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  • Team Worthy

THE POWER OF COMMUNITY FUNDING: A HISTORICAL LOOK AT CROWDFUNDING

Although  the  term  crowdfunding  only  made  it  into  the  dictionary  in recent  years,  the  activity  of  crowdfunding,  or  funding  from  the  crowd, the  masses,  the  community,  is  hardly  new.  It's  been  going  on  for centuries  in  various  forms,  long  before  the  internet  ever  popularized crowdfunding  portals  like  StartEngine,  GoFundMe,  and  Kickstarter.  In fact,  one  of  the  most  famous  crowdfunding  campaigns  occurred  nearly 140  years  ago  in  America.  



The  year  was  1885  when  a  gift  from  France  arrived  in  New  York Harbor. This  was  no  ordinary  gift.  This  was  a  gift  that  went  on  to become  the  world's  most  recognized  symbol  of  freedom.  Of  course,  I  am talking  about  the  Statue  of  Liberty.  But  what  most  people  don't  know  is that  when  the  Statue  of  Liberty  arrived  in  New  York  in  June  of  1885,  it arrived  in  pieces.  Its  pedestal  was  still  under  construction  and  needed funding  to  fully  assemble  it.  A  newspaper  publisher  named  Joe -  Joseph Pulitzer  believed  that  he  could  raise  the  money  as  a  community  effort. So  he  launched  a  "crowdfunding  campaign"  in  his  newspaper,  The  New York  World,  in  hopes  of  funding  the  completion  of  Lady  Liberty's pedestal.  


Pulitzer  advertised  his  crowdfunding  initiative  in  his  paper  by  stating, "The  world  is  the  people's  paper  and  now  it  appeals  to  the  people  to come  forward."  and  raise  the  money.  Let's  not  wait  for  the  millionaires to  give  us  this  money.  

 

"It  is  not  a  gift  from  the  millionaires  of  France  to the millionaires  of  America,  but  a  gift  from  the  whole  people  of France to  the  whole  people  of  America."  

 

Pulitzer offered  rewards  to  those  who gave  money,  as  well  as  printed their  names  in  his  newspaper.  He  often included  details  that  they  had sent  him  about  why  they  were  donating  or how  they  had  come  up  with the  money. And  contributions  came  from  all kinds  of  people.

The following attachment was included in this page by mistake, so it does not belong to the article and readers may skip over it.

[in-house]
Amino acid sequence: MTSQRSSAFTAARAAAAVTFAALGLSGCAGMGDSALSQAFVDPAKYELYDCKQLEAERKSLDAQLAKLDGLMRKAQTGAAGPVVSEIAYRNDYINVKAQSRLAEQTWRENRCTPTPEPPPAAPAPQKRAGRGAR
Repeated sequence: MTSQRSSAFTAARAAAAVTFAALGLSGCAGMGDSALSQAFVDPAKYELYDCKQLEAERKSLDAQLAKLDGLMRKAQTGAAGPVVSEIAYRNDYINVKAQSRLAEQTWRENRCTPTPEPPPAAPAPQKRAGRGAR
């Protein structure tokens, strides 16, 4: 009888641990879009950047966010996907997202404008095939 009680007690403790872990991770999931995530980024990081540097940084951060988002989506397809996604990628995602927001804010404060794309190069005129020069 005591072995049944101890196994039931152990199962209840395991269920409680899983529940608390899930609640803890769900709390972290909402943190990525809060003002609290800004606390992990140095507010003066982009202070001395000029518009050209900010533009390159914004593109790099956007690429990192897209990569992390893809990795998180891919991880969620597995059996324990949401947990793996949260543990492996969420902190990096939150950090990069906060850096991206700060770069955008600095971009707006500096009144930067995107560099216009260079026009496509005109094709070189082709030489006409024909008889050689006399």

They  came  from  businessmen,  street  cleaners,  even  young  children.  And  most  of  those  who  donated,  donated  less  than  $1  each.  

 

In  a  matter  of  five  months,  more  than  160 ,000  members  of  the community  came  forward  and  contributed  to  Pulitzer's  crowdfunding campaign,  which  ended  up  raising  $101 ,091  in  total.


That's  more  than  $3  million  in  today's  dollars  accounting  for  inflation, and  it  was  just  enough  money  to  complete  the  construction  of  the  base of  the  Statue  of  Liberty.  

 

Today,  nearly  140  years  later,  Lady  Liberty stands  on  that  crowdfunded pedestal,  symbolizing  a  beacon  of  faith and freedom  and  demonstrating how  small  financial  contributions  from  the community  can  make  an enormous  impact.  

 

And  Pulitzer's  original message  continues  to  echo  throughout  modern crowdfunding  campaigns as  companies  all  across  America  look  to  their communities  to  capitalize their  growth  instead  of  to  just  a  few millionaires  or  financial  institutions.


Nowadays,  businesses  reward  small  funders,  many  of  whom  are  their customers,  with  an  equity  stake  in  the  business  or  with  interest payments  in  exchange  for  their  capital.  And  as  a  result,  the  business receives  the  capital  it  needs  to  expand,  and  the  community  of  customers receive  better  products  as  well  as  an  economic  stake  in  the  growth  and appreciation  of  that  business,  making  it  a  win -win  for  everyone involved.


At  Worthy,  we  believe  that  crowd  or  community  funding  can  not  only be lucrative,  but  very  impactful.


We  invite  you  to  learn  more  at WorthyBonds .com.



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